Star Wars ‘zineworks, 1983-84

Most of what I’ve presented in this section of ArtValt has been comic stories of one kind or another. This page rounds up a mishmash of Star Wars projects drawn during my fanzine years.

I’ll start with an unfinished tale. If you’ve been following these, you’ll know it’s not the first one I failed to complete. I always started out with the best of intentions, but often found myself pulled away to work on other stories that had a stronger grip on me (or an actual deadline). After those were finished, I had to decide if the “abandoned” story still had momentum. If it did, I went back to it. If not, it remained in the parking garage.

This was one of those, a story involving X-Wing pilots with Wedge Antilles in the lead role. About ten years later, novels and comics came out under the title Rogue Squadron that filled the exact same niche.

Where would this story have gone if I’d come back to finish it? There’s a clue in panel 2 above: that’s an A-Wing fighter in the foreground. I luuuuuved the A-Wing fighter, so I was going to put it front and center. When tension between the pilots reached a tipping point, I was going to have Aram Hodges jump into the A-Wing and find a path through the ion storm for everyone else to follow. He’d lose his life in the attempt, putting everyone else to shame and steeling their resolve to do better/be stronger. You know the drill.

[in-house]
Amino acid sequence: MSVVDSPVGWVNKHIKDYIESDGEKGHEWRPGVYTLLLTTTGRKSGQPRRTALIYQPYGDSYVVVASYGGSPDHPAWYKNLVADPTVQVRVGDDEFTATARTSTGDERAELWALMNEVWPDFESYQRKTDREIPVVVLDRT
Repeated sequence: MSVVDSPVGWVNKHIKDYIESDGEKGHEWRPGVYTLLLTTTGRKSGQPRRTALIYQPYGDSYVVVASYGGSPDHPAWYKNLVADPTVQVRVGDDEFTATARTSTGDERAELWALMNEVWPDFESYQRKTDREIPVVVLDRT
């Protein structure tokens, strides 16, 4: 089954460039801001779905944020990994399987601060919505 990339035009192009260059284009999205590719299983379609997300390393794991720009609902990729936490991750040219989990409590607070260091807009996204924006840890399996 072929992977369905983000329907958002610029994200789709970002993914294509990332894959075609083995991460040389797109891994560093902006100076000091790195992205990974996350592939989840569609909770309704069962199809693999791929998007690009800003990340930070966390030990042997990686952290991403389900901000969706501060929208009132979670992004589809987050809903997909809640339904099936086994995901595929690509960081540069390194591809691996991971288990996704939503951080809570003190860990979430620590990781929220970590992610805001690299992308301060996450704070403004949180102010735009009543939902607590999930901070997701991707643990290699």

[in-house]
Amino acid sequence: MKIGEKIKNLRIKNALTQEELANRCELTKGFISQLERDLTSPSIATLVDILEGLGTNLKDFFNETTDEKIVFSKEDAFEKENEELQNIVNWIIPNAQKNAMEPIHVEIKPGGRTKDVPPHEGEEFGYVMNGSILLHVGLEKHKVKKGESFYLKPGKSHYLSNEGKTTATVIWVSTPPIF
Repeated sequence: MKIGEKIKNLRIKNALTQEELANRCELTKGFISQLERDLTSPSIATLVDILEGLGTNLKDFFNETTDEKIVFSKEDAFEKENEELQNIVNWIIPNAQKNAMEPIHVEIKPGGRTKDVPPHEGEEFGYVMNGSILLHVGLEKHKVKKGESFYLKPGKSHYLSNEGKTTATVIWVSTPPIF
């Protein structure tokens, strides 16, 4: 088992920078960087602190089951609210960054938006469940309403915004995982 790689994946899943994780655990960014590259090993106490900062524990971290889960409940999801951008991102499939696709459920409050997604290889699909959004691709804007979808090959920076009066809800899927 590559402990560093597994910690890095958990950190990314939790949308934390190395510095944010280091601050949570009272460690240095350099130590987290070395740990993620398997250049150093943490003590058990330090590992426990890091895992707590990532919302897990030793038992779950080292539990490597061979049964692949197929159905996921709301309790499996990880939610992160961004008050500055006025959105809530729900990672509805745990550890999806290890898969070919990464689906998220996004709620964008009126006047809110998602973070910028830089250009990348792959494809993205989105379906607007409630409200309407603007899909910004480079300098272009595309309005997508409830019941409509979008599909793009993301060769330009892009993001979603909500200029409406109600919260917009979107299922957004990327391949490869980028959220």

Though Pathfinder didn’t end up in a fanzine, everything from here to the end of the page did. Specifically, it all appeared in Legends of Light #2, released in August 1984. You can hear much more about it from the co-editor here.

Twinkle Twinkle Altercation was a parody of the first Star Wars film. The writer, named Liz Gregory, rendered it in script form so that I could adapt it into a comic strip. I wanted to do more of that, and had offered my services here and there, but this was the first and only time someone took me up on it. Probably because 99% of the fanfic back then was prose-only writing without a heavy emphasis on action. Asking someone to write a script that made for a good comic was a taller order than I thought.

Anyway, Liz Gregory wrote it and I turned it into comic pages with some additional sight gags. It would have been fun to keep going, but I never saw a script for Part 2. (On the other hand, you could click here and see my very first Star War, a parody of the same movie I drew six years earlier. When I was 12.)

This next set is a collection of what we called “spot illustrations” for a fanfic story. The story was titled A House in Flames and the writer was Chris Noel. It was work like this that helped prepare me to illustrate Star Wars RPG books for West End Games starting in 1991 (as seen in the “Game Days” section).

Finally, more “spot illos” for another fanfic story in the same ‘zine. This one was titled The Ultimate Labyrinth, an alternate version of Return of the Jedi written by Rebecca Walker. By 1984, I’d had time to cool down on that movie and agreed with others that it could have been…better. So it was interesting to explore the options.

This last set was drawn for other bits throughout the fanzine, played for comedy. Between all these and the Death Mission comic strip, it was hard to miss my stuff as you casually flipped through Legends of Light #2.

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